CLASS OF 1982 | 2021 | ISSUE 1

Greetings, classmates.

      We’re seeing light at the end of the tunnel here . . . hopefully, by the time this comes out we will be vaccinated and returning to our normal lives, or the new normal.

     Notes are sparse this time. Gary Wishik, an anesthesiologist in upstate New York, writes, “Intubated many people, most of them died,” which is the saddest six-word memoir since Hemingway. He says he’s hoping that the New Order/Pet Shop Boys concert in September in Toronto won’t be cancelled—me too; he deserves a fun night out. Thanks to you, Gary, and to all the members of our class who have been on the front lines during COVID.

     Scientist Greg Lewis has contributed on a different front—he designed and invented the air sampler that can detect coronavirus in air particles, originally developed for the flu. Meanwhile, he and his coworkers have built an air sampler for the International Space Station. Cool!

      We’ve been seeing each other on Zoom a bit. Bob Russo writes that Mark Sirota hosted a gang (John Brautigam, Joe Barrett, Joe Fins, Anthony Pahigian, Mike Greenstein, Mike Levine and Tom Davis) for Zoom trivia, and I’d like to know who won. Meantime Bob and his wife Carol have enlarged their garden and are planting and pickling all kinds of veggies.

      Paul Meltzer writes that due to COVID-delayed municipal elections in Texas, plus a runoff, he wound up spending over a year getting re-elected to a second term on Denton City Council. But he did ultimately manage to defeat the challenger, “a popular local evangelical minister heavily supported by real estate PACs who was running because he is opposed to an anti-discrimination ordinance protecting LGBTQ residents. He’s anti-mask too.” In other words, he writes, “Worth it. Now on to trying to accomplish something worthwhile.” Good luck, Paul.

     Susan Cole is missing her women’s writing workshop at York Correctional Institute, and is glad, at 80, that she has received her vaccine.

      Life during COVID has brought a lot of changes for Karen Paz. She and her husband moved to their place in Maine in March and decided to sell their house in New Jersey and make Maine a full-time thing. They’re enjoying being in a rural spot with a frozen lake. “One of the very few blessings of COVID!”

     Joe Fins has used his time during the pandemic to play cello! He began taking lessons at Wes, “a lifelong dream inspired by playing Schubert’s String Quintet on WESU one winter afternoon when I hosted Classics for Lunch,” he says. On a lark he asked Paul Halliday, a cellist in the Wes Orchestra and classmate, for a lesson, but decided it was too much to combine cello with the College of Letters and pre-med. “So fast forward a few decades and I started. I am an errant student and don’t practice as much as I should or want but I do love the instrument and am committed to doing this as long as I am able.” Now we know whom to tap for our next Class Notes Live.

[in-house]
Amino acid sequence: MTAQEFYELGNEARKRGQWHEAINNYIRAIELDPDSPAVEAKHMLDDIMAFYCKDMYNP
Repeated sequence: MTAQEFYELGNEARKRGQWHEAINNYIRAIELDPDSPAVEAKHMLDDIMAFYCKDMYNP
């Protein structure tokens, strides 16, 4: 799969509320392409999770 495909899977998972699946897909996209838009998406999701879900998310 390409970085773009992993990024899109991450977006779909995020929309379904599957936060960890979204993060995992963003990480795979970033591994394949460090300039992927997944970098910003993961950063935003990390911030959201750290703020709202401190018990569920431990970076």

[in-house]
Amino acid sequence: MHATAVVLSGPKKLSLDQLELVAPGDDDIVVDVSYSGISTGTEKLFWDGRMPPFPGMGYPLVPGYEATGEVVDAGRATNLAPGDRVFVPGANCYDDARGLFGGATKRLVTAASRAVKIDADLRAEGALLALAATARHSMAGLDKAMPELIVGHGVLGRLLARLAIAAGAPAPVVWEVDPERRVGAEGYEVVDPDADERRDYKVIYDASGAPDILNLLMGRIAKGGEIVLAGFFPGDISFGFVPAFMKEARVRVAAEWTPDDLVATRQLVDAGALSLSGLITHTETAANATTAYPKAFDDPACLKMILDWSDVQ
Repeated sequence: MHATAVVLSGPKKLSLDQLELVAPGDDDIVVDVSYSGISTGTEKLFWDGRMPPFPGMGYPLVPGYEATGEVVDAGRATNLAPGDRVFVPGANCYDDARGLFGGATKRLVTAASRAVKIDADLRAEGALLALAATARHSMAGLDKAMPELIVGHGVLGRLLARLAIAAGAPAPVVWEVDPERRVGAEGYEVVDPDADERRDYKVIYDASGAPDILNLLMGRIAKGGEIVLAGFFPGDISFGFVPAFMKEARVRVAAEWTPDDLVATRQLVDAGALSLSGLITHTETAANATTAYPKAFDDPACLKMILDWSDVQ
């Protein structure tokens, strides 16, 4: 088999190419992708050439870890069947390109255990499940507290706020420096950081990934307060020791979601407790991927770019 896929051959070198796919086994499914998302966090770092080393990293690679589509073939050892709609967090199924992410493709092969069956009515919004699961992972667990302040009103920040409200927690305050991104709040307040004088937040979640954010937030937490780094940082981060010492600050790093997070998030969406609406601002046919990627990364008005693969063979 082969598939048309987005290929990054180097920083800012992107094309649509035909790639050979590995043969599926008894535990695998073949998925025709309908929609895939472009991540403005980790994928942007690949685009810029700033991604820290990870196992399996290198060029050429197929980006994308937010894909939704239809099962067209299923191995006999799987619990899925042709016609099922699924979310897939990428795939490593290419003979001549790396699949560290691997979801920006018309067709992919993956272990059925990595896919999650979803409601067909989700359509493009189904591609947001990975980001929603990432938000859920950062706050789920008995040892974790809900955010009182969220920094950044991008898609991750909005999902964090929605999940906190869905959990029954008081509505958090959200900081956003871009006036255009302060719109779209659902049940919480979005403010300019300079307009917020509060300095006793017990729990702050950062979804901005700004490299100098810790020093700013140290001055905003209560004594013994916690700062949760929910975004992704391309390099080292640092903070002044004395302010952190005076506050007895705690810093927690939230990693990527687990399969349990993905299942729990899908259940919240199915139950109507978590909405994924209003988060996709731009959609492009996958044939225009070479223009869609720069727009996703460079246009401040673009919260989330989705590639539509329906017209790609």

On a sad note, Vernon L. Martin, originally from Oxford, Mississippi, passed away September 28, 2020, in Brooklyn, NY, where he had been a resident since graduating Wesleyan with a BA in theater in 1982. He later studied fictional character development at Columbia University, and screenwriting at New York University. Vernon worked for the New York City Public Library for years, and intermittently at Seward and Kissel, LLP, while pursuing his passions for theater, writing, poetry, and fashion.
In the mid-1980s he worked with the Wesleyan-grad-based Mumbo Jumbo Theatre collective, an early and earnest attempt in New York City theater to model what was then called “multi-cultural” representation. Vernon worked diligently behind the scenes and as an active participant in workshops developing content. The group was co-founded by his friend Vashti DuBois ’83 (with Tim Raphael ’84 and Akiva Goldsman ’83, all Wesleyan graduates) and included Vernon’s life-long friends cf blackchild (Carlia Francis, ’82) and Renée Bucciarelli, ’83, among others. Later in life, Vernon had his “thirty-minute claim to fame” as a contestant on the television game show, Jeopardy.

    He is survived by his sister Barbara Ann (Wadley), and brothers Raymond, Sammy, Danny, and Barry, along with their families; he was preceded in death by his parents, his sister Vickie, and brother Larry.

Vernon is remembered lovingly by his family and his friends, including Audra Edwards, Sharron Edwards, Margie Wilder, Curtis Brown, Roxanne Fagan, James Jones, Renée Bucciarelli, Carlia Francis, Vashti DuBois, Sharon Alves, Russell Tucker, Pastor Timothy P. Taylor Sr. of the Hebron Baptist Church in Brooklyn, NY and his congregation.

     I had a fun 60th birthday in February seeing a few Wes faces on Zoom, including Jonathan Weber, who has returned to San Francisco from Singapore; Steedman Hinckley and Lisa Farnsworth (she’s been painting up a storm during the pandemic, with gorgeous work); Danielle and Jordan Rudess; Marc Mowrey ’83 and his wife Susie Davis. My husband Peter Eckart ’86 and I are playing music with virtuoso jazz pianist John Baker ’84 and others in our Socially Distanced Jazz Band (I get to sing with the band because I feed them soup). Meanwhile, I had a piece in the Washington Post about how Zooming with my emotionally crusty dad has made him open up after all these years. Also during the pandemic, Peter and I renovated the house next door to the one I’ve had in San Miguel de Allende for several years, giving a Mexican artist and designer the chance to let his imagination run wild, with cool results.

     Here’s to silver linings.